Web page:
4. every time I read your blog, I want to hook up the Airstream, grab the dogs, and drive to Alaska. I mean really.

  5. Jill, please, be careful. In addition to your family, Geoff, and friends you know in meatspace, you have many people in cyberspace who care about you.

  6. Doctor S., Bucky

    Thanks for the concern. I really can be a little overdramatic in my descriptions. It wasn't that bad. I had a rain layer but not enough warmth layers. It was 71 when I left the house and I wasn't expecting it to be all that cold. But the storm moved it and it was probably low-50s at the top; easily into the high-30s with the windchill. Still, I've been on the lee side of hypothermia often enough to know I was never even close. Mostly, I was just sleepy, probably from lack of sleep, honestly. The hard physical effort didn't help with that, though.

    I did drink the big soda on the way up, but I had a camelbak, too, and drank a fair amount of water after that. Dehydration never occured to me ... but, possible.

    Happy Independence Day!

  7. I like this entry Jill. It's cool to see the high peaks above Juneau through your eyes. Juneau looks like one of the best towns in the world to be a hiker in. As a skier, it's appealing as well.

  8. Great hike Jill. Stay away from those overhangs. Deadly! As you well know. Experience severe hypothermia once at about 45 degrees. Not a pleasant experience.

    Nigity - "Always keep a smile in your heart."

  9. I can remember on one hike coming out of the Chugach mountains I had only taken 1 liter of water. I was so dehydrated on started to become very confused and stumble about. I was aware of this, however, and pressed on to get back. It's a scary thing, as is wanting to sleep in the snow.

  10. On a caving trip in winter I once dumped out my gatorade and tried to drink from my pee bottle. Luckily, my companions recognized this as a symptom of hypothermia.

  11. Oh wow what a great hike!!! Makes me want to ditch working today and do a hike that I've been planning.

  12. As I sit here sippin' on a mimosa and watching the Tour - you make me feel like a friggin slacker. Every step an adventure for you - be careful but don't stop chasing that which drives you. Nice.

  13. DV8 - I've always kinda wondered how my hiking posts read to real-mountaineering types such as yourself. Probably like a novice mountain biker's description of their first trail ride.

    Juneau is a great place to be a hiker. I keep telling myself that one of these days I'm going to start learning how to ski. But as frightened as I am of these just walking along these steep mountain snowfields, the idea of strapping something slippery to my feet and careening down a narrow shoot is not very appealing.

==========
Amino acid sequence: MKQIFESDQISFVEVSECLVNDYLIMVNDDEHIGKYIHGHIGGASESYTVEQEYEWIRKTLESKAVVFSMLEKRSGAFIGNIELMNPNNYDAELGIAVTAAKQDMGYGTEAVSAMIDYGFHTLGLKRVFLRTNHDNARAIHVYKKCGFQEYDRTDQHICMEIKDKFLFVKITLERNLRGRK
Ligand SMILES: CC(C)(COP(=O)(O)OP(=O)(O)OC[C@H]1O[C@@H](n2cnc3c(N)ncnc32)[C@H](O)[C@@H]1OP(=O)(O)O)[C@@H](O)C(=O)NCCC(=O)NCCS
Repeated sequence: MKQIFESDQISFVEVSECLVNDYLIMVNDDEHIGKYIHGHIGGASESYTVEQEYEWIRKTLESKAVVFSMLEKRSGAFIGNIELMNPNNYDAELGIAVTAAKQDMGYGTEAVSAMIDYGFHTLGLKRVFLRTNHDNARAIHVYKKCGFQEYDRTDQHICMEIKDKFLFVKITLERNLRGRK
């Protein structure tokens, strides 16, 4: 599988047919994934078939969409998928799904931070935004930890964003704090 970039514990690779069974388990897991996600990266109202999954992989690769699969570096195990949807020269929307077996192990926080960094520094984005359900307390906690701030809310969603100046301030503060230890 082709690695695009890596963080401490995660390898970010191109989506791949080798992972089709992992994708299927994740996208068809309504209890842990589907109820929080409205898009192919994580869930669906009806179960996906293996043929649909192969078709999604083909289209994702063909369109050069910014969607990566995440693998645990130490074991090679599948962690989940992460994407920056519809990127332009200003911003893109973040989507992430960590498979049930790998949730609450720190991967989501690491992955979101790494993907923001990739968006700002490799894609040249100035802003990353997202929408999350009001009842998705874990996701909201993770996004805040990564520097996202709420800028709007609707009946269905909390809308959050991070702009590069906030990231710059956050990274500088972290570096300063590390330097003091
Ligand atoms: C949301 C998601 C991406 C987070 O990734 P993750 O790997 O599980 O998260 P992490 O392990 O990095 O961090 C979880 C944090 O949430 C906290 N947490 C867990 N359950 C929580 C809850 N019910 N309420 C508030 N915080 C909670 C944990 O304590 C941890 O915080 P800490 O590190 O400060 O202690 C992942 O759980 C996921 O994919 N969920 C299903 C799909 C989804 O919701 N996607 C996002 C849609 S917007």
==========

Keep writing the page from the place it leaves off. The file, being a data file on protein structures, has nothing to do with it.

14. I wish you had posted a picture of the snow bridge. I would have liked to see that. A picture of you almost stepping on a bald eagle would have been nice too!

  15. I believe the Pepsi cup pic deserves to be your new avatar. :)

  16. Hey Jill,

    Yeah, I think you'd dig it (and by the way I'm hardly an experienced mountaineer. I'm a skier who bought and ice axe and crampons a few years back so I could go ski that stuff I always looked at from afar and have basically been learning trial by fire). Snow climbing is cool in that it requires focus, but it's not terribly scary if you don't want it to be. Going up a 40° pitch with nice soft spring snow and a narrow rock walled couloir is one of the great joys in life, and most people feel very comfortable in this environment. It's also a hell of a workout. Basic mountaineering gear is not terribly much - you can get an ice axe and crampons for less than $200. If you find someone who is willing to take you on a basic snow climb, jump on it - you'll love it for sure.

    Aren't you a snowboarder? Man, if I were you I'd consider investing in one of those split decision boards. I think Voile, Burton and others make them, and they have really come around. I used to have one, back in the ghetto days of split decisions, and even then I really, really enjoyed it. To keep it light I'd invest in a very soft hard shell AT boot like a scarpa F1 (they are discontinuing this boot so it can be found on the cheap now). I could help you figure out some cool binding interface.

    The thing is, you don't have to drop down steep couloirs. There are plenty of runs that are a bit mellower that equate to big grins. The problem with skiing and snowboarding - and I hear this a lot in the cycling community - is that it's done at ski and snowboarding resorts. But the cool thing is, 99.9% of the world's skiable/rideable terrain is NOT in a resort! And for aerobic athletes who like to get a workout AND sweet runs in, it's just a beautiful, beautiful sport.

    I seems like your schedule would compliment BC snowboarding well. Your training for winter events really ramps up in the fall and early winter, when the BC is actually the worst. It would be cool, after Iditasport is done and all to have some winter method for getting into the mountains. March - June and even July are the best seasons for it, especially where you are.

    Could be the perfect compliment to cycling.